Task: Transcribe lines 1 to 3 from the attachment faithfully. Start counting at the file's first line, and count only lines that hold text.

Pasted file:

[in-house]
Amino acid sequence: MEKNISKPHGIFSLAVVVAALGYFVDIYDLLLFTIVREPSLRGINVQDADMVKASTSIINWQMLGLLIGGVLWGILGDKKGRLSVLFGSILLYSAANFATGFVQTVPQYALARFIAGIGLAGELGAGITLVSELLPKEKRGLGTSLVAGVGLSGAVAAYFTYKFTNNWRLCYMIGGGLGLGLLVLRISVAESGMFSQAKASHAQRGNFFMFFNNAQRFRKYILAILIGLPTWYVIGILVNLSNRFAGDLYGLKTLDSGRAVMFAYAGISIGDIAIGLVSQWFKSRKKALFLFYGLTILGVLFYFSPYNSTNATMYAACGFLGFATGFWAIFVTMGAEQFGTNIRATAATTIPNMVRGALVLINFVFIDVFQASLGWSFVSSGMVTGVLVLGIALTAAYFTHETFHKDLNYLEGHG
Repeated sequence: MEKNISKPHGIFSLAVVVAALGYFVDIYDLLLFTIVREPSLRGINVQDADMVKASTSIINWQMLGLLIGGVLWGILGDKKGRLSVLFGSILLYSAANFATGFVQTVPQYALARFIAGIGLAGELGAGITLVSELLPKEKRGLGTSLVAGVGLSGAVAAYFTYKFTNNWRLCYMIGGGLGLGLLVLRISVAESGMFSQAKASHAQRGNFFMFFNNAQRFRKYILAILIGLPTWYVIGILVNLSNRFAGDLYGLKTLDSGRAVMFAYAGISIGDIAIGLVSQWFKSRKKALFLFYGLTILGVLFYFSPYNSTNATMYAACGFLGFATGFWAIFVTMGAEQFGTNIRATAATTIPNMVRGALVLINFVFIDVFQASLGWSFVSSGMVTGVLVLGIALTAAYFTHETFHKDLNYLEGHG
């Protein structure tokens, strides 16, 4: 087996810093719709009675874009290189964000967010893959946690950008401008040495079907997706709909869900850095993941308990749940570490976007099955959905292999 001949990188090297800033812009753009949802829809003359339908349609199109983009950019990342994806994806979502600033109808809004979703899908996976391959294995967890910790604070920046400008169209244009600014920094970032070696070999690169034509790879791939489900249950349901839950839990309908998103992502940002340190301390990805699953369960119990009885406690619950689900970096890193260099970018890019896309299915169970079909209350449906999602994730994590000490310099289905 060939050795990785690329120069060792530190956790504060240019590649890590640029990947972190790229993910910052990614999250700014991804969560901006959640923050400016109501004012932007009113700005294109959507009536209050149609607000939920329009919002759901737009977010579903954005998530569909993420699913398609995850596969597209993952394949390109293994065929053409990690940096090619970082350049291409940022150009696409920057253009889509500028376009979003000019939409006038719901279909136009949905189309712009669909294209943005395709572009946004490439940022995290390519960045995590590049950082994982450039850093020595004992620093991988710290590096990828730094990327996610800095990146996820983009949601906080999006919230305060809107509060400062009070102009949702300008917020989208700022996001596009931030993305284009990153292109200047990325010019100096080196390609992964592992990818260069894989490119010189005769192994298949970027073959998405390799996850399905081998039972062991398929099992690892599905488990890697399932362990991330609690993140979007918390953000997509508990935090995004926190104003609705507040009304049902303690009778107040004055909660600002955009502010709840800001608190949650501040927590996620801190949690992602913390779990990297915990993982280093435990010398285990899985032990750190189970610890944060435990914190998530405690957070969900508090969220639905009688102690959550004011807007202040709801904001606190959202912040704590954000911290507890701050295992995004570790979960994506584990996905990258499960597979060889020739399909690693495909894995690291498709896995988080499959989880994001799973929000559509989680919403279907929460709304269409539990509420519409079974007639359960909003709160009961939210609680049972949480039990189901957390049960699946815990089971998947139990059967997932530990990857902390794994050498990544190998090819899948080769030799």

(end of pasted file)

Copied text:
[in-house]
Amino acid sequence: MEKNISKPHGIFSLAVVVAALGYFVDIYDLLLFTIVREPSLRGINVQDADMVKASTSIINWQMLGLLIGGVLWGILGDKKGRLSVLFGSILLYSAANFATGFVQTVPQYALARFIAGIGLAGELGAGITLVSELLPKEKRGLGTSLVAGVGLSGAVAAYFTYKFTNNWRLCYMIGGGLGLGLLVLRISVAESGMFSQAKASHAQRGNFFMFFNNAQRFRKYILAILIGLPTWYVIGILVNLSNRFAGDLYGLKTLDSGRAVMFAYAGISIGDIAIGLVSQWFKSRKKALFLFYGLTILGVLFYFSPYNSTNATMYAACGFLGFATGFWAIFVTMGAEQFGTNIRATAATTIPNMVRGALVLINFVFIDVFQASLGWSFVSSGMVTGVLVLGIALTAAYFTHETFHKDLNYLEGHG
Repeated sequence: MEKNISKPHGIFSLAVVVAALGYFVDIYDLLLFTIVREPSLRGINVQDADMVKASTSIINWQMLGLLIGGVLWGILGDKKGRLSVLFGSILLYSAANFATGFVQTVPQYALARFIAGIGLAGELGAGITLVSELLPKEKRGLGTSLVAGVGLSGAVAAYFTYKFTNNWRLCYMIGGGLGLGLLVLRISVAESGMFSQAKASHAQRGNFFMFFNNAQRFRKYILAILIGLPTWYVIGILVNLSNRFAGDLYGLKTLDSGRAVMFAYAGISIGDIAIGLVSQWFKSRKKALFLFYGLTILGVLFYFSPYNSTNATMYAACGFLGFATGFWAIFVTMGAEQFGTNIRATAATTIPNMVRGALVLINFVFIDVFQASLGWSFVSSGMVTGVLVLGIALTAAYFTHETFHKDLNYLEGHG